On February 18, 1970, the “Chicago 7”—a group of seven young political protesters—were found not guilty of conspiring to incite riots at the 1968 Democratic Convention. Five defendants were found guilty of lesser charges, although those charges were dropped in 1972. 
The Chicago 7 were part of thousands of people protesting at the 1968 Democratic Convention. Most protests were directed at Democratic President Lyndon Johnson’s policies in Vietnam. Protesters and members of the Chicago police clashed violently. Johnson resisted taking legal action against the protesters because he held the police more responsible. 
The trial of the Chicago 7 began six months later, under new (Republican) President Richard Nixon. The trial included testimony from celebrities such as poet Allen Ginsberg and politician Jesse Jackson, as well as some of the defendants in costume (as police officers), mocking the judge, and blowing kisses to the jury.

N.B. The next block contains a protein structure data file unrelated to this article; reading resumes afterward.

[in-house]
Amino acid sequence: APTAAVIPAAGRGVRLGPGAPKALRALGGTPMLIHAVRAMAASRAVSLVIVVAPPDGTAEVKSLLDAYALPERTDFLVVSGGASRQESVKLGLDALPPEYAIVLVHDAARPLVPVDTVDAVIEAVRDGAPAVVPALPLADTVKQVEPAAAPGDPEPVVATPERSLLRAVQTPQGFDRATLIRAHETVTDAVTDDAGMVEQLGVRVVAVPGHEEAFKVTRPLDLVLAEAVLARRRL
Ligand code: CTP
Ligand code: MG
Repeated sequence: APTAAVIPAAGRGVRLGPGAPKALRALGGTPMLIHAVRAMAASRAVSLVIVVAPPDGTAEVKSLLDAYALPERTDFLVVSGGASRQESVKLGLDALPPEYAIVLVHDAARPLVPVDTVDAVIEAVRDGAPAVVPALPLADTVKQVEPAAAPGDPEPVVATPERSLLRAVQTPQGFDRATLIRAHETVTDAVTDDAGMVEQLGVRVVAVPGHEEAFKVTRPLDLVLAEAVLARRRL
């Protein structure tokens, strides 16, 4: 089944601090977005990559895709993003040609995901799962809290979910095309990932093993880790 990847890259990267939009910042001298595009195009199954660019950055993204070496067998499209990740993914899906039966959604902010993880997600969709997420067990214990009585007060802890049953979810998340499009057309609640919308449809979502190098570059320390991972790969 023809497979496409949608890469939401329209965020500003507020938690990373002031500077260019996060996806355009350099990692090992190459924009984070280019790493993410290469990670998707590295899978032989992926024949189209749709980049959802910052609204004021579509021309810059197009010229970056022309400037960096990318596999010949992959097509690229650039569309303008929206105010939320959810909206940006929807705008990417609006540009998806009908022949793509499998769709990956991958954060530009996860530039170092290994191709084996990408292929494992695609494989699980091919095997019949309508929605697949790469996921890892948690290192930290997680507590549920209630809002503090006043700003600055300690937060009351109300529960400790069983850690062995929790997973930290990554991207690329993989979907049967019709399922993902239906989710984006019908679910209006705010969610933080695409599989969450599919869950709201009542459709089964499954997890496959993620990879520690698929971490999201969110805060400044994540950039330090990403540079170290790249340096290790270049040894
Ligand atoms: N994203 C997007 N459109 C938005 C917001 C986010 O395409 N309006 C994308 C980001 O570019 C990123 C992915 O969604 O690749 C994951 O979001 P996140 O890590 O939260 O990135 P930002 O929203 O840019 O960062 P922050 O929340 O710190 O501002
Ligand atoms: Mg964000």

The Chicago 7 were originally the Chicago 8—Black Panther activist Bobby Seale was tried separately from the rest of the (white) defendants after consistently accusing the judge of racism. Seale received a four-year sentence for contempt of court.
Black Panther

member or associate of the Black Panther Party, an American political party advocating militant, radical justice and equality for African Americans.


to plot or secretly plan to do something illegal or wrong.

contempt of court

crime or offense of being disrespectful to a court of law and its officers, including judges and lawyers.


to encourage or stimulate.


allowed by law.

noun, verb

demonstration against a policy or action.


governmental or social systems based on the belief that one race or ethnic group is superior to others.


large, violent, public disturbance.


statement given by a witness under oath at a trial or other legal proceeding.

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